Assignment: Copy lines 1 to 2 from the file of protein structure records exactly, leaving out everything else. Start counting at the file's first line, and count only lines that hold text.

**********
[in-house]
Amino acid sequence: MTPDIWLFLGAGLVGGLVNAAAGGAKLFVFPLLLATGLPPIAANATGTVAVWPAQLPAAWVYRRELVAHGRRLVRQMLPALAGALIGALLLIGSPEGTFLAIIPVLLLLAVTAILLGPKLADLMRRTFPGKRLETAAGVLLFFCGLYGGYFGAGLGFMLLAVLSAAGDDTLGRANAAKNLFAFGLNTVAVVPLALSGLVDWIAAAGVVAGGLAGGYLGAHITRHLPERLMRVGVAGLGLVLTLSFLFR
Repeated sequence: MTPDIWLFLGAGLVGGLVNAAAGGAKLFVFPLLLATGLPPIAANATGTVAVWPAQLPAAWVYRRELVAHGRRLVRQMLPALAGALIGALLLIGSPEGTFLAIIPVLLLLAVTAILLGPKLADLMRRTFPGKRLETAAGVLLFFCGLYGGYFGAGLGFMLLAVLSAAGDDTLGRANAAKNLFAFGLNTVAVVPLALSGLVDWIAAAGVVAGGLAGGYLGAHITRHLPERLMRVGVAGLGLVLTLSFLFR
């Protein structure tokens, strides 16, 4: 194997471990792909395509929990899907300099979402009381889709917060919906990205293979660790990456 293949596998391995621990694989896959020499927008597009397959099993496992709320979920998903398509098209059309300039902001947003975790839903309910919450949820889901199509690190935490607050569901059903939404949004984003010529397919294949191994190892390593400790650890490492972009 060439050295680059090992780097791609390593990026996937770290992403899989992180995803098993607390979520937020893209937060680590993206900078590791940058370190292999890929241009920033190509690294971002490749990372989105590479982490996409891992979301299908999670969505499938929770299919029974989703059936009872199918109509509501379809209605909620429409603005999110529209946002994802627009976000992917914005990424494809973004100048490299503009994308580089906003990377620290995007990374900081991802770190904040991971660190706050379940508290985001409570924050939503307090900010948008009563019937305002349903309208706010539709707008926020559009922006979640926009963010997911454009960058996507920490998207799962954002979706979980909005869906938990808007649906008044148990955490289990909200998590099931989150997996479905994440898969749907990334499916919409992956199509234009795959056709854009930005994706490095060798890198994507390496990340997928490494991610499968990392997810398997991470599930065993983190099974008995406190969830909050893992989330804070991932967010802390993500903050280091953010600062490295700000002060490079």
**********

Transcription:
[in-house]
Amino acid sequence: MTPDIWLFLGAGLVGGLVNAAAGGAKLFVFPLLLATGLPPIAANATGTVAVWPAQLPAAWVYRRELVAHGRRLVRQMLPALAGALIGALLLIGSPEGTFLAIIPVLLLLAVTAILLGPKLADLMRRTFPGKRLETAAGVLLFFCGLYGGYFGAGLGFMLLAVLSAAGDDTLGRANAAKNLFAFGLNTVAVVPLALSGLVDWIAAAGVVAGGLAGGYLGAHITRHLPERLMRVGVAGLGLVLTLSFLFR